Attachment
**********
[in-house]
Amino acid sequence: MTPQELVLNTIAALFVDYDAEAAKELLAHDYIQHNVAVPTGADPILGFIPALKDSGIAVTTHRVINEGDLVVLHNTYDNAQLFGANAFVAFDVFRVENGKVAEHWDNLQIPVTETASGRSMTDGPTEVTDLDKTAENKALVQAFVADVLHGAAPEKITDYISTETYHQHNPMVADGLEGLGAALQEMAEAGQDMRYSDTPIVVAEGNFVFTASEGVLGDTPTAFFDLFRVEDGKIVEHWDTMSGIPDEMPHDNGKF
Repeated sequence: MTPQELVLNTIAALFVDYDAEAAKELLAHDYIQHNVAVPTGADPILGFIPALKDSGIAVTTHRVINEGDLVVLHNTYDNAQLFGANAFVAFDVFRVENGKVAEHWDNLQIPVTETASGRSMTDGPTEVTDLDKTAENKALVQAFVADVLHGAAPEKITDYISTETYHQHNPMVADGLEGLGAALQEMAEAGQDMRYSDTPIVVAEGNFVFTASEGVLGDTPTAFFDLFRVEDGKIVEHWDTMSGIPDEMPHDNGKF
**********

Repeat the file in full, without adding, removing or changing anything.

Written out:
[in-house]
Amino acid sequence: MTPQELVLNTIAALFVDYDAEAAKELLAHDYIQHNVAVPTGADPILGFIPALKDSGIAVTTHRVINEGDLVVLHNTYDNAQLFGANAFVAFDVFRVENGKVAEHWDNLQIPVTETASGRSMTDGPTEVTDLDKTAENKALVQAFVADVLHGAAPEKITDYISTETYHQHNPMVADGLEGLGAALQEMAEAGQDMRYSDTPIVVAEGNFVFTASEGVLGDTPTAFFDLFRVEDGKIVEHWDTMSGIPDEMPHDNGKF
Repeated sequence: MTPQELVLNTIAALFVDYDAEAAKELLAHDYIQHNVAVPTGADPILGFIPALKDSGIAVTTHRVINEGDLVVLHNTYDNAQLFGANAFVAFDVFRVENGKVAEHWDNLQIPVTETASGRSMTDGPTEVTDLDKTAENKALVQAFVADVLHGAAPEKITDYISTETYHQHNPMVADGLEGLGAALQEMAEAGQDMRYSDTPIVVAEGNFVFTASEGVLGDTPTAFFDLFRVEDGKIVEHWDTMSGIPDEMPHDNGKF